Sunday, February 14, 2010

Let's Get Podcast StarShipSofa a Hugo Nomination

JUST A QUICK UPDSTE: I've done the guest editorial on this week's edition of "The StarShipSofa". The "editorial" is centered on this post but expands a bit...Stop by and have a listen: nn/

An interesting point is being made with respect to bringing the science fiction community up to date by making s.f. podcast sites, specifically The, eligible for the reader-centric Hugo Awards. The distinguished science fiction scholar and writer Dr. Amy H. Sturgis makes a compelling case at

Pause here for a moment: If you don't know what the Hugos are, I point to you Wikipedia at

Of course, if you don't know about the Hugos, you probably aren't reading this anyway.

The world of podcasting -- and if you don't know what that's about you really aren't here, now are you? -- is not exactly new but it's not that old, either. By now, a dedicated fan can hear, on demand, pretty much anything he or she wants to find. Many sites provide original material, written, produced and narrated and 'cast specifically for the site.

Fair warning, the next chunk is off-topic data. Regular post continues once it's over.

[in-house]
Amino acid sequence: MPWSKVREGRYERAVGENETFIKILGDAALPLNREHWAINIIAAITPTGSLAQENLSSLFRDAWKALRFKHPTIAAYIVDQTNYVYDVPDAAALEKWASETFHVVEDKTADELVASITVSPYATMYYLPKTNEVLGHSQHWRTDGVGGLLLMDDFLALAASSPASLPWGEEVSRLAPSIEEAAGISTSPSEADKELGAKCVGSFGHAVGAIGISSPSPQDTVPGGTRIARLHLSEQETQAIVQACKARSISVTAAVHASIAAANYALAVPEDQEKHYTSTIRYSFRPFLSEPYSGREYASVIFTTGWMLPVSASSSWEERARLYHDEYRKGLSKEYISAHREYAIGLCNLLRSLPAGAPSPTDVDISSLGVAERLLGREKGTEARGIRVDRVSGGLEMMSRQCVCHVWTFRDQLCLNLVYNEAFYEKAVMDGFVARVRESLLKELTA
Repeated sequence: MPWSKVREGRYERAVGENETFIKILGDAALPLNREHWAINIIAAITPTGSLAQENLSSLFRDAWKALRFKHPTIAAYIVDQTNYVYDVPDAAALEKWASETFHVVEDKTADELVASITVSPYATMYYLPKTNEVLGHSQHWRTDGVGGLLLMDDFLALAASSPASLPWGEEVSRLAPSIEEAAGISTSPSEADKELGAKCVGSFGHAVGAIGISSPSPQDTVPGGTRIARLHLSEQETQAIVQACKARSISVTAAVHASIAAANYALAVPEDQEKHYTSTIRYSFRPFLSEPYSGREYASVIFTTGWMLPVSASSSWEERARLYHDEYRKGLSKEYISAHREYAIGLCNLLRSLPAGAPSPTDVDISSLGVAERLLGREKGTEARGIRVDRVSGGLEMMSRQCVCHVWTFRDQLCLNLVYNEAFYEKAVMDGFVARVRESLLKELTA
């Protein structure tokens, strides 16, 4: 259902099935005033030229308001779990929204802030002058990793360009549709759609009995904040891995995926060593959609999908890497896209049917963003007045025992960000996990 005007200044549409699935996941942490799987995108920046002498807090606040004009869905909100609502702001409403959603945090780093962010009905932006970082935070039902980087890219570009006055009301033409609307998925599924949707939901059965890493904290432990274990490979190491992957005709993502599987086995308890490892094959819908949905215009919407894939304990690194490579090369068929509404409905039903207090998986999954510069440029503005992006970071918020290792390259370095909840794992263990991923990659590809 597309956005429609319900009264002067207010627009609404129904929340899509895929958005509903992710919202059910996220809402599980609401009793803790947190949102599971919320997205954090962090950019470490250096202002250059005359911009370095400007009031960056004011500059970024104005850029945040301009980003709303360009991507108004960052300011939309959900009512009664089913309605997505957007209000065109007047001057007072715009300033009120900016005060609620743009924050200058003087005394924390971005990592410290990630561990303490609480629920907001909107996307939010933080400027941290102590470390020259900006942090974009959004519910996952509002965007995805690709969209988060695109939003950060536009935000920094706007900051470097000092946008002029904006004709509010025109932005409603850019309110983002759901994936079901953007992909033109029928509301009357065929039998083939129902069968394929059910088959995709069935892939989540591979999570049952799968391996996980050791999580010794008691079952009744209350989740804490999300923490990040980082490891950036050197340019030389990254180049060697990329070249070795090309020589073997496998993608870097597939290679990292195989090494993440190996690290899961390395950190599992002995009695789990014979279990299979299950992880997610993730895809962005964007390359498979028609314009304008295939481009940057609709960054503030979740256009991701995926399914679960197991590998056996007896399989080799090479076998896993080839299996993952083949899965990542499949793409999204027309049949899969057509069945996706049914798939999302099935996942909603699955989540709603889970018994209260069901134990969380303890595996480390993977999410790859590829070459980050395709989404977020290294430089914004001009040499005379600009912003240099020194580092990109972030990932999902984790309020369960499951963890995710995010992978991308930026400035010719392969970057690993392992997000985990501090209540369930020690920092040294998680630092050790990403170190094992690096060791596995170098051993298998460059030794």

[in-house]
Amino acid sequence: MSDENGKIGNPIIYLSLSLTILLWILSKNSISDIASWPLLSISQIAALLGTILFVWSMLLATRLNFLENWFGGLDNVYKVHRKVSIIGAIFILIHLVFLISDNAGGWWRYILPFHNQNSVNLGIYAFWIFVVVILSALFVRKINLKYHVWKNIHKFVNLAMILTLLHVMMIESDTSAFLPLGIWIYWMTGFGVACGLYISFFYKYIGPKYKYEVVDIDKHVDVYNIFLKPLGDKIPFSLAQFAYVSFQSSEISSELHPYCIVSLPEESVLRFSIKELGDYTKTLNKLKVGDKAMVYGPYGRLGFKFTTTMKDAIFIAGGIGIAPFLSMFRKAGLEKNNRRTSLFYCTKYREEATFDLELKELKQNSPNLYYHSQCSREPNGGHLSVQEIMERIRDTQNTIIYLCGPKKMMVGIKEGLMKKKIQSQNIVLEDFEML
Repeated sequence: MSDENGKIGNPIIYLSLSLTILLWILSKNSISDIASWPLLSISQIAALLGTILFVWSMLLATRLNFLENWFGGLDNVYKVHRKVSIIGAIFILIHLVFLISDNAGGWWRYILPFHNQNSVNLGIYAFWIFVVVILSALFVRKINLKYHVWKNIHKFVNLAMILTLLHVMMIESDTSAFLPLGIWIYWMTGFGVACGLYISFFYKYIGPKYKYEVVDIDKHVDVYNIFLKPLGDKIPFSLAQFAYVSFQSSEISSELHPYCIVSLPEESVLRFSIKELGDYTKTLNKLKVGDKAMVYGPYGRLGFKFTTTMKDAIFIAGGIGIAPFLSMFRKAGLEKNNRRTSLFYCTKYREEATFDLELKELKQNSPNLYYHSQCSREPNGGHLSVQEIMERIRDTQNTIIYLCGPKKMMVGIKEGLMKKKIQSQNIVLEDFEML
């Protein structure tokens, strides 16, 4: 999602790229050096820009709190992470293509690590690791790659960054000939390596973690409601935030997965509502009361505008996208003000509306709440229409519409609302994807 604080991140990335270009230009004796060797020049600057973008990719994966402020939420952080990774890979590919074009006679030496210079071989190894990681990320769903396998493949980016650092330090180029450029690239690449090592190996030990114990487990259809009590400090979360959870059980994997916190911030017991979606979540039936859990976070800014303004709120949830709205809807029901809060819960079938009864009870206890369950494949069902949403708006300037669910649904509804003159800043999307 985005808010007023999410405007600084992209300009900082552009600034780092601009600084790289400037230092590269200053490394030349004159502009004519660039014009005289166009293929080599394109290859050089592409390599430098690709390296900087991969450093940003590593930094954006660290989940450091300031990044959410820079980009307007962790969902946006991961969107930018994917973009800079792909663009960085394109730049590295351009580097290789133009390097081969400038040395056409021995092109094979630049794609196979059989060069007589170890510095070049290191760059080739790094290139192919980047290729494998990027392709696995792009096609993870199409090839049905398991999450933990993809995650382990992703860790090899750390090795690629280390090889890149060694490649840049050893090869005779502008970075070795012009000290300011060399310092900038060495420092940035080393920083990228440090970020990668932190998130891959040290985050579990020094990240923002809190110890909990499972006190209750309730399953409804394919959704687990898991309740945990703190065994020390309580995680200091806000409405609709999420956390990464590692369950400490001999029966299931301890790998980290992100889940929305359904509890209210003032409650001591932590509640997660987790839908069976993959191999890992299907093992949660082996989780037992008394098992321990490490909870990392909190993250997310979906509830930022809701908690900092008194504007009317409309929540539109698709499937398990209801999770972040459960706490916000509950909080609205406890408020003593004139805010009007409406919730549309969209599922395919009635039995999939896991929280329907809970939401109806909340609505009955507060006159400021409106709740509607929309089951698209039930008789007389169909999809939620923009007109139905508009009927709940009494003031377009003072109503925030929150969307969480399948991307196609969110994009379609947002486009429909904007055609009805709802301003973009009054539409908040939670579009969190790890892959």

With regard to science fiction/fantasy/horror, the number of these audio sites is growing. So far as the number of 'customers' alone, the larger podcast communities probably rival, if they not yet outstrip, the ink on paper magazines such as The Magazine of Fantasy and Science Fiction, Analog, and others.

I want to emphasize the use of the word "community" in the 'graph above. While readers of specific magazines fall roughly into a loyal readership, podcasts generally spawn community. This is a rough echo of the way that the early fanzines and pro-zines created core groups of readers and followers in the 30s and 40s of the last century (God, isn't it fun to say that!).

The podcast communities echo the groups that gathered in the 20s and 30s around such figures as H.P. Lovecraft and pals. They are a shadow of the "Futurians," a group of science fiction fans-cum-writers-cum-agents and editors-cum-publishers who formed the soul of the Golden Age of Science Fiction of the 40s. People such as Isaac Asimov, Damon Knight, Virginia Kidd, Judith Merrill, Frederik Pohl, Donald A. Wollheim, James Blish, Jack Gillespie, Cyril Kornbluth and others were the Futurians.